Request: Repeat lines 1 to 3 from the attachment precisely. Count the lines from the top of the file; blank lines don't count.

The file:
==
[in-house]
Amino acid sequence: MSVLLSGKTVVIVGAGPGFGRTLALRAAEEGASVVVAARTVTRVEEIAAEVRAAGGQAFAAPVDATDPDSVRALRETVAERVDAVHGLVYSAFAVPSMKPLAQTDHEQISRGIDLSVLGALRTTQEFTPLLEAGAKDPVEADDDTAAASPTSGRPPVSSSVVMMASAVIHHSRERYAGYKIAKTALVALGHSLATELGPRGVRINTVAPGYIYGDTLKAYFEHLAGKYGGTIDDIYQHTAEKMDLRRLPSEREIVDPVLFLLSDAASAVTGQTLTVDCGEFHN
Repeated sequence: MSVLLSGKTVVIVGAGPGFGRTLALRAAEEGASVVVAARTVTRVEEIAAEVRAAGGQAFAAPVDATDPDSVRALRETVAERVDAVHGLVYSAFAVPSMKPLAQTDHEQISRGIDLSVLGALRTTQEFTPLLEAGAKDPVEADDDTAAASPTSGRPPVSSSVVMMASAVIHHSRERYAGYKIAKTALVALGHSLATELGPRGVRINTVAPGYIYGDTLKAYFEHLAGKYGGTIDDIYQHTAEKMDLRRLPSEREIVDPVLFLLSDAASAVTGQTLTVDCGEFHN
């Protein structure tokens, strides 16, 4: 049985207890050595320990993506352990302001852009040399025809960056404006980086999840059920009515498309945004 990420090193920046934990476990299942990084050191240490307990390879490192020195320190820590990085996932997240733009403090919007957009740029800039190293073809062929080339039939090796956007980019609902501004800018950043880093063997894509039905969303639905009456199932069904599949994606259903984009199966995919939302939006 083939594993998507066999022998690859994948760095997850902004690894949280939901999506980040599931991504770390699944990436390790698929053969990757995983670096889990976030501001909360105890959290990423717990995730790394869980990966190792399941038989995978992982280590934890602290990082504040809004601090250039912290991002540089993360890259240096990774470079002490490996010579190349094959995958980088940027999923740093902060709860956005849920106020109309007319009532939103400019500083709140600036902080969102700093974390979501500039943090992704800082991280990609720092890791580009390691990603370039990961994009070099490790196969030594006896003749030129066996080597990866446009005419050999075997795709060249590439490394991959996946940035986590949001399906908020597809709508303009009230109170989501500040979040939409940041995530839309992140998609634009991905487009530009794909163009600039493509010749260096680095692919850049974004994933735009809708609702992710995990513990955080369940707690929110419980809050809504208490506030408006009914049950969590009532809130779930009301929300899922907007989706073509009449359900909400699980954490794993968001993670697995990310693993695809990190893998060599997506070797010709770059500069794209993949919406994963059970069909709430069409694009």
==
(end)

[in-house]
Amino acid sequence: MSVLLSGKTVVIVGAGPGFGRTLALRAAEEGASVVVAARTVTRVEEIAAEVRAAGGQAFAAPVDATDPDSVRALRETVAERVDAVHGLVYSAFAVPSMKPLAQTDHEQISRGIDLSVLGALRTTQEFTPLLEAGAKDPVEADDDTAAASPTSGRPPVSSSVVMMASAVIHHSRERYAGYKIAKTALVALGHSLATELGPRGVRINTVAPGYIYGDTLKAYFEHLAGKYGGTIDDIYQHTAEKMDLRRLPSEREIVDPVLFLLSDAASAVTGQTLTVDCGEFHN
Repeated sequence: MSVLLSGKTVVIVGAGPGFGRTLALRAAEEGASVVVAARTVTRVEEIAAEVRAAGGQAFAAPVDATDPDSVRALRETVAERVDAVHGLVYSAFAVPSMKPLAQTDHEQISRGIDLSVLGALRTTQEFTPLLEAGAKDPVEADDDTAAASPTSGRPPVSSSVVMMASAVIHHSRERYAGYKIAKTALVALGHSLATELGPRGVRINTVAPGYIYGDTLKAYFEHLAGKYGGTIDDIYQHTAEKMDLRRLPSEREIVDPVLFLLSDAASAVTGQTLTVDCGEFHN